Elon Musk has created a toxic mess for the LGBTQ+ community. I would know.
Since finalizing his purchase of Twitter, Musk has brought some of the platform’s most notorious banned users back to the flock. He also reactivated Kanye West’s and Donald Trump’s accounts shortly before restoring Greene’s accounts. He also restored the accounts of Project Veritas which had engaged in severe sexual doxxing. James Lindsay ,, who popularized the hashtag “OK groomer”, opined Joe McCarthy hadn’t gone far enough and called a Jewish person “Dr. Lampshades (a Holocaust myth that states that Jewish skin was used for lampshades); and Andrew Tate who stated that rape victims are responsible ..
Musk is now promising–based on a Twitter “poll” that was reportedly mobbed with extremist 4chan users–to reactivate any suspended account that didn’t violate the law or generate egregious spam. That could be quite the motley crew: for example, Nick Fuentes, a white supremacist who said “the Jews had better start being nice to people like us, because what comes out of this is going to be a lot uglier and a lot worse for them”; Milo Yiannopoulos, who worked closely with Nazi and white supremacist leaders, was Sieg Heil saluted by Nazis, used antisemitic words as passwords, and recently posted about the “Jewish powers that be who hate Jesus Christ, hate our country, and see us all as disposable cattle according to their ‘holy’ book” (Yiannopoulos interns for Greene); and an endless cast of lesser-known insurrectionists, bigots, and online harassers. Musk’s exclusion from the “violate the laws” list seems to be very limited considering that Trump incited people to violent insurrection.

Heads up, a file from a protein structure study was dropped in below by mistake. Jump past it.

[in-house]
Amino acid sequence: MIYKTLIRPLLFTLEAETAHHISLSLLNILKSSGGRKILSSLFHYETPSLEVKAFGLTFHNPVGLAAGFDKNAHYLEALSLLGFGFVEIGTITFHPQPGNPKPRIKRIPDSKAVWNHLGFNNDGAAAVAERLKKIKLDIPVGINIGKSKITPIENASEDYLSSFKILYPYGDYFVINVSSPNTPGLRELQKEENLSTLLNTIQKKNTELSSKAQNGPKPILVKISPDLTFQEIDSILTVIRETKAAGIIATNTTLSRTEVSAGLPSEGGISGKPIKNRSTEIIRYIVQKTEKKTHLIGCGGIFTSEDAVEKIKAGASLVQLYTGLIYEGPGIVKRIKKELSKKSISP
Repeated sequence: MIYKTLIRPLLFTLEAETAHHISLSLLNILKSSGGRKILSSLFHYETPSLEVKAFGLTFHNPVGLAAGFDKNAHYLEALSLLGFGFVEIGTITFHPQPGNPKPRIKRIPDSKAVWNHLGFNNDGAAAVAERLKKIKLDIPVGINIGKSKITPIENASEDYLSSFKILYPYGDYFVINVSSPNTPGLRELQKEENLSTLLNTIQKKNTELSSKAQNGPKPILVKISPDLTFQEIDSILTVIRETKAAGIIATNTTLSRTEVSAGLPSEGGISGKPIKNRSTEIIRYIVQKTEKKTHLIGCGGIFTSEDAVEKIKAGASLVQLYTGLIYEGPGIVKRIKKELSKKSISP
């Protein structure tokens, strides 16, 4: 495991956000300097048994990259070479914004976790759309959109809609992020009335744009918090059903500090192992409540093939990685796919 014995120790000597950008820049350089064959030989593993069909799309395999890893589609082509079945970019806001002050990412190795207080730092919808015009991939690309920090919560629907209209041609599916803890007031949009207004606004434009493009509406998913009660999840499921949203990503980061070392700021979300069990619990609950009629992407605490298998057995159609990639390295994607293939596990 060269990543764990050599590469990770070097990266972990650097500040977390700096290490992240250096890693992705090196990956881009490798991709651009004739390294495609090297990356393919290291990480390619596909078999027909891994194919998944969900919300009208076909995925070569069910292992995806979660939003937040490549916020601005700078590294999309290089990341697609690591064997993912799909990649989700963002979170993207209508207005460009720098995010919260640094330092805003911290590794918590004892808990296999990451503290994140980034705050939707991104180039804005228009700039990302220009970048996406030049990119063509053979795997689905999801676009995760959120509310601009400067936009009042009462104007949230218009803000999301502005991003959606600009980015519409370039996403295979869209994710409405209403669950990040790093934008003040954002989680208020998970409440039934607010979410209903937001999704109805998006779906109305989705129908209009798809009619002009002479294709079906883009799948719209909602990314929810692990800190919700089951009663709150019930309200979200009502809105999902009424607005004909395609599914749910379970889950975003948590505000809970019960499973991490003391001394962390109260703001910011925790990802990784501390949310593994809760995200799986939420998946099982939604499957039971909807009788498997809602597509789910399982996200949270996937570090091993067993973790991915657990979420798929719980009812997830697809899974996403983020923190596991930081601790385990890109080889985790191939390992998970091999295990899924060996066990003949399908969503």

Although Twitter is small compared to other major social media platforms, this shift is huge. Twitter is a powerful platform. It is an important platform for democracy. Ideas and information can germinate, spread, and break free from Twitter into wider media and public perception. Twitter has become a hub of American public discourse, whether it is in politics, media, science or medicine, or any other subject.
Make no mistake, the reinstatement these accounts will make Twitter much more toxic than before. These people were not benign trolls. Many of them have been involved in antisemitic and homophobic harassment campaigns, are doxxers, are egregious misinformation providers that risk violence or promote vaccine lies, or incited or continue inciting insurrection. They are not only forgiven for their past actions, but it also validates and enshrines the rhetoric they use as pillars of Twitter’s future platform.
Musk’s attempt to reinstate him seems to be based on his assertion that he is “free speech absolutist.” While he has banned many progressive accounts from parodying him, which is an essential form of free speech, his free speech absolutism actually refers only to free hate speech and free harassment speech. Combined with his decimation of Twitter’s content moderation staff, Twitter will quickly become the free-for-all hellscape Musk insists he wants to avoid.
If Twitter becomes a right-wing cesspool, even if it’s a benign version of 4chan, its role as a democratizing platform for global conversations will rapidly collapse as people who don’t believe Fuentes or other white supremacists or Nazis are awesome flee the site. More tangibly for Twitter users – and for those who aren’t on Twitter but are still targeted by the platform, an antisemitic, racist, homophobic. transphobic. xenophobic. threatening Twitter cesspool places a lot people in real physical danger. This is based on my personal experience as a gay Jewish Democrat from San Francisco.
Over the past few years, I have received thousands of death threats. These threats were primarily based on or stemming out of social media. A secondary source was my work to expand vaccine accessibility.